“Heorhiy Yakutovych and the Carpathians are inseparable. He loved these mountains, he loved the people of these mountains. He felt like he was his true self among them. To be a painter, hence also to be a human being, for him required to be amongst the life, in a space of his existence, in the Carpathians…"
Serhiy Yakutovych, son of Heorhiy Yakutovych
When Ya Gallery Art Center started major research of Parajanov's Shadows of Forgotten Ancestors, the figure of film's art director Heorhiy Yakutovych grabbed our attention: the lack of knowledge about his artworks contradicts their cultural significance. Yakutovych's works played a significant role in an exposition of the museum project Shadows of Forgotten Ancestors. Exhibition demonstrated twice – this Spring in Kyiv at Mystetskyi Arsenal and in the Summer at Lviv Art Palace. A separate complex inspection of artist's works is the next step both in developing the modern view on Heorhiy Yakutovych's heritage and more general studies of Ukrainian graphics from the 60s to 80s.
An in-depth study of such a prolific artist would, of course, cover a great many issues. That is why the project doesn't end on the already existing exposition, in a way an introduction to understanding Heorhiy Yakutovych. The key to it is Hutsul culture itself, images of which spring up throughout the whole artistic life of the illustrator from Kyiv. He started to work in the Carpathian village of Dzembronia seasonally in 1952, and the first known works which explore Hutsulshchyna, a highland region in Western Ukraine, are the prints from 1959 and 19601. That's how Heorhiy Yakutovych's permeation into the artistic essence of the Carpathians has begun.
“After we practice first in an art school, then on our own, we often lose the feeling of immediate perception and become helpless en plein air. By working in cinematography I hoped to cleanse myself of the gained skills and rediscover the ability to interpret nature in art so truthfully, that a line, a spot, and a form, without any hesitation, will become one to reveal the music of the world," wrote Heorhiy Yakutovych about the filming of Shadows of Forgotten Ancestors in his essay Graphics and Film2. And this cleansing of his worked like a charm: after the shooting process, the painter starts to work on illustrating Kotsiubynsky's book by the same title as the film, fresh and full of vigour. The style and methods of Yakutovych change.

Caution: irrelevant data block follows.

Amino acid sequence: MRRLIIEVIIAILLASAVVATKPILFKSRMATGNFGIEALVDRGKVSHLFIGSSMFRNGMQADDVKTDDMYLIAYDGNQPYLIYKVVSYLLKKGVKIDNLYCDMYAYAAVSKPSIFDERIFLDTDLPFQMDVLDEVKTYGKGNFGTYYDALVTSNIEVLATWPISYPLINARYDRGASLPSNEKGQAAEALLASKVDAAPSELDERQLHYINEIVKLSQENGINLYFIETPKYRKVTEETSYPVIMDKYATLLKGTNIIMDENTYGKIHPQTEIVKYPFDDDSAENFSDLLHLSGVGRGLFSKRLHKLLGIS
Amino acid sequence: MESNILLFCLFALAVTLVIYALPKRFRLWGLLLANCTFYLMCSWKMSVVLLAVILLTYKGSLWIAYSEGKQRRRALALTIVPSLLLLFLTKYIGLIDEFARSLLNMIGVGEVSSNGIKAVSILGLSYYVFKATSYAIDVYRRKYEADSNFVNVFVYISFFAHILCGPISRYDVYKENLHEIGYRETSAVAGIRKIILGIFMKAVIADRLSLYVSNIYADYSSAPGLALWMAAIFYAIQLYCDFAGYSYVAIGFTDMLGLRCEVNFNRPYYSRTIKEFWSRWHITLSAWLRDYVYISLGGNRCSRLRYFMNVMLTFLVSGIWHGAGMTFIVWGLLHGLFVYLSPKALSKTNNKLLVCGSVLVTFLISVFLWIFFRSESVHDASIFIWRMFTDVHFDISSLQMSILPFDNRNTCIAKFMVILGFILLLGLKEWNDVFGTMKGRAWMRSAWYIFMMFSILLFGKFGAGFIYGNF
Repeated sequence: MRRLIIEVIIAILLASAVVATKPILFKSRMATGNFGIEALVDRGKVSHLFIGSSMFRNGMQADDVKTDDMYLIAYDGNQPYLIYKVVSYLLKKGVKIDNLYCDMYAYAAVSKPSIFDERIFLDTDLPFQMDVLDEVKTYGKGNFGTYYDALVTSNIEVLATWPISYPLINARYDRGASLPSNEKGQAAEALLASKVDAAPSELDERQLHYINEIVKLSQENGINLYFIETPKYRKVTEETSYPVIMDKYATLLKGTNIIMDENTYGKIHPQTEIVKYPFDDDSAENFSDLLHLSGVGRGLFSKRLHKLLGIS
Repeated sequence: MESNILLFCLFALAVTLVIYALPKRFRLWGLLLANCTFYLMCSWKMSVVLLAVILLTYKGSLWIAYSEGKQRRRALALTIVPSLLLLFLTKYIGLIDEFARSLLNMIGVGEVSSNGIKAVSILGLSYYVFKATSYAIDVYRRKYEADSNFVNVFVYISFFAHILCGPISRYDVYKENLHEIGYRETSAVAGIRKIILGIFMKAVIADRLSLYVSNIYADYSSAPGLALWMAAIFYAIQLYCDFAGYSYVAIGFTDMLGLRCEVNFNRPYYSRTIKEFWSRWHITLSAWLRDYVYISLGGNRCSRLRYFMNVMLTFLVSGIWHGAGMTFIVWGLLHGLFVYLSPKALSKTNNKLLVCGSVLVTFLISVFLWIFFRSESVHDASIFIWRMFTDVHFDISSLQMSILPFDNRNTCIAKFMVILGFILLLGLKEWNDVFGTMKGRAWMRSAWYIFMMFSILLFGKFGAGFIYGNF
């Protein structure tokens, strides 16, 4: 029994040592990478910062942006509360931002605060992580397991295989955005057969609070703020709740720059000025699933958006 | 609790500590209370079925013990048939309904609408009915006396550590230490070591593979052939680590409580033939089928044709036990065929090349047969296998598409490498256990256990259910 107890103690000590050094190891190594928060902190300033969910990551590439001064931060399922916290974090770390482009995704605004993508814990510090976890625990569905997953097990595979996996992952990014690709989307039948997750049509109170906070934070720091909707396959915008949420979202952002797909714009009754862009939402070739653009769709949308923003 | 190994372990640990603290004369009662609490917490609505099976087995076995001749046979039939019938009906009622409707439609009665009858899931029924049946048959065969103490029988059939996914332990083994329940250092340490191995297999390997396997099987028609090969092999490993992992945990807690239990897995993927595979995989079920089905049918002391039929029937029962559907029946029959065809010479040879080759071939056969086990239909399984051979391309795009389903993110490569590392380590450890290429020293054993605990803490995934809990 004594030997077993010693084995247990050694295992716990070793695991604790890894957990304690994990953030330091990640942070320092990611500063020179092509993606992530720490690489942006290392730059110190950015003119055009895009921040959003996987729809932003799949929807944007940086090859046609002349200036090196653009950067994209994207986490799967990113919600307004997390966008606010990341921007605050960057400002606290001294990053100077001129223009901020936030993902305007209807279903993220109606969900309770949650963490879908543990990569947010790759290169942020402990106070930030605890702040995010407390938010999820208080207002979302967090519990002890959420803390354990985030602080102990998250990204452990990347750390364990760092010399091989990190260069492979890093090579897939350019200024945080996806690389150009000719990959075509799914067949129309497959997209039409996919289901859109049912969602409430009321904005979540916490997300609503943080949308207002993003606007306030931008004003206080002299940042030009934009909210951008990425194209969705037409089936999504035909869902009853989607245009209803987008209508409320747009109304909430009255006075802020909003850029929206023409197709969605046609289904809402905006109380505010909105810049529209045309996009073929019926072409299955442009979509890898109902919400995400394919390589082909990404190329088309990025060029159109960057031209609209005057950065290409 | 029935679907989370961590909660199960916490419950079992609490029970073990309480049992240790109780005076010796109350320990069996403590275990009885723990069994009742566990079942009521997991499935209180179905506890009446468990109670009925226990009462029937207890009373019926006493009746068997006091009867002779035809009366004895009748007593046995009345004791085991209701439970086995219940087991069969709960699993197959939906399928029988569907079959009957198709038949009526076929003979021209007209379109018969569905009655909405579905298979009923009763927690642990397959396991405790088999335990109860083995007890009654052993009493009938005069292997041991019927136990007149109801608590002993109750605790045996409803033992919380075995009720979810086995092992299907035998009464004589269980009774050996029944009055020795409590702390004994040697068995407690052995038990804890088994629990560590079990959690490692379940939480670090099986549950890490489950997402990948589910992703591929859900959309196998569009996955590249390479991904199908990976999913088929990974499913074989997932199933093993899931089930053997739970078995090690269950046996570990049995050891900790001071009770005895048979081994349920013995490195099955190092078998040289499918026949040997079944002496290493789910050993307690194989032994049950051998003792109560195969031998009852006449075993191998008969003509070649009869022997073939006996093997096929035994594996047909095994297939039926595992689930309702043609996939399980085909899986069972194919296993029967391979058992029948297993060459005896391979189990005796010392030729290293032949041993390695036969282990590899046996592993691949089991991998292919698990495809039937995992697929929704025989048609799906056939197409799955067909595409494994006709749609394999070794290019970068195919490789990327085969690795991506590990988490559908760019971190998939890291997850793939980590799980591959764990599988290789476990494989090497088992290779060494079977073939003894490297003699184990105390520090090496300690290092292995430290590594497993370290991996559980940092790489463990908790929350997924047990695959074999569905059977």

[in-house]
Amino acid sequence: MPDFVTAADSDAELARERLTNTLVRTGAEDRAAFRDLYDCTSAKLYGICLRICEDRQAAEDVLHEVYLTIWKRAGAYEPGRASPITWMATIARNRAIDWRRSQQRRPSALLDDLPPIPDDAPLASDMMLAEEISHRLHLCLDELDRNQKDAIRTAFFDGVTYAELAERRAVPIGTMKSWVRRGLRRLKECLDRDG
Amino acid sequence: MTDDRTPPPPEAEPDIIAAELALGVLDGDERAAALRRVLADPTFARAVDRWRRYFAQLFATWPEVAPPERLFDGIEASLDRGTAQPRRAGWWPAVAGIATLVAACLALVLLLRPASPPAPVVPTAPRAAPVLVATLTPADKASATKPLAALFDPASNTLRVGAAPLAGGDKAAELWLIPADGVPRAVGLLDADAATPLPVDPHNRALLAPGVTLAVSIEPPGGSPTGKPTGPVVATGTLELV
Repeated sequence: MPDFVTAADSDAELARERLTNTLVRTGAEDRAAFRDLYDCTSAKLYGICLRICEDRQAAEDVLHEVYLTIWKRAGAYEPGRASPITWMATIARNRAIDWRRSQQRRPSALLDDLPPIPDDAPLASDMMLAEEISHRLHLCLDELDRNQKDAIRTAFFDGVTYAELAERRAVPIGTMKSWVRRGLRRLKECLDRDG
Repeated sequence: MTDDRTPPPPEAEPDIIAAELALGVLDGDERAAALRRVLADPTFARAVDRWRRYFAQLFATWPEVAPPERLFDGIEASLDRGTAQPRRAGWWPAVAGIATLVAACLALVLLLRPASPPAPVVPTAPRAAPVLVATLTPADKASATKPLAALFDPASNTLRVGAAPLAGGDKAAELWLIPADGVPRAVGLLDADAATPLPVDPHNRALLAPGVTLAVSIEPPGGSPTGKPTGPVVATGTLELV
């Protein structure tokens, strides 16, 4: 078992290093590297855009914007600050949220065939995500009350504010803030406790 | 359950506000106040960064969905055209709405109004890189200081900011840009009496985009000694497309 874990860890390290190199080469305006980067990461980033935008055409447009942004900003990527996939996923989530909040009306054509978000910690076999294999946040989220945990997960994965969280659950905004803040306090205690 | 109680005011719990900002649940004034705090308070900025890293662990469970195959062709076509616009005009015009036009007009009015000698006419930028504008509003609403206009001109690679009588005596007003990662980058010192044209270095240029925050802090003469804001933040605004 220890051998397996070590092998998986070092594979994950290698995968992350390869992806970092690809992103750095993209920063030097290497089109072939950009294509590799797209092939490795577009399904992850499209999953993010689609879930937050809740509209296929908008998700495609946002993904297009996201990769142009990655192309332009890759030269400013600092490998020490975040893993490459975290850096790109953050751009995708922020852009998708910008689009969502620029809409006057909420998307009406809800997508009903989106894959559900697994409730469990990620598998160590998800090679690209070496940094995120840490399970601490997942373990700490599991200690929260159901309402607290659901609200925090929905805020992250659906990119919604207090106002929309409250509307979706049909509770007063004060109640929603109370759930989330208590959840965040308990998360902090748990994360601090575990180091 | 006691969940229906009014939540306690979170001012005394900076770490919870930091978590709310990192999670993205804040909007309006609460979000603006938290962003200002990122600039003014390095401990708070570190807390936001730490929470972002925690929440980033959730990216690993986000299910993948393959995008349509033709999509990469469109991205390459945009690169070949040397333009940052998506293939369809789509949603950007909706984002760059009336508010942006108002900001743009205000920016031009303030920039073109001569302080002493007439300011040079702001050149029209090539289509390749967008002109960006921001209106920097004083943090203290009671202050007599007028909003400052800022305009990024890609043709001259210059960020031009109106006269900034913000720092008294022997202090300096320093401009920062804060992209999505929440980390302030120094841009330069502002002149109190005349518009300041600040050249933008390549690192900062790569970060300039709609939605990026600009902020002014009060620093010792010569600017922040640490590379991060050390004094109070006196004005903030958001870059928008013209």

New works regarding Hutsul theme followed, the artist usually referred to fairy tales and stories. After 15–20 years Yakutovych again feels the need to renew his style and break down layers of technicalities that solidified over time. But this way round Heorhiy doesn't try to use cinematography as a mediator but immerses himself directly in Carpathian culture. It means, the People of Dzembronia Village series is the result of working with live, dynamic culture, as opposed to handling already existing, self-sustaining material given to you – the book. Once again, we witness the gasps of a completely new style being born.
These two examples (Shadows of Forgotten Ancestors and People of Dzembronia Village), as it might be expected, only slightly open the doors to the vast number of directions pursued by Heorhiy Yakutovych throughout his life. However, certain trends of his art universe become apparent even now – with turbulence and heterogeneity of Hutsulshchyna's culture and nature in their centre. His linocuts can be visually separated into different carving layers, though, still creating a coherent image – same as different personalities and natural images eventually appear before us in a form of sound culture.
Translator Andrii Drahan
1. Colour linocut print “Listen, all good people, to what I have to say. . .", 1959; linocut print “Hutsul Woman", 1959; illustration for M. Bilyi and V. Hrabovetskyi's book “How Dovbush has been Punishing the Lords", 1960; linocut print “Arkan" (Ukrainian dance), 1960.
2. Yakutovych H. Graphics and Film / Heorhiy Yakutovych // From Art Experience of Soviet Painters. – Moscow : Soviet Painter, 1972. – p. 145–151.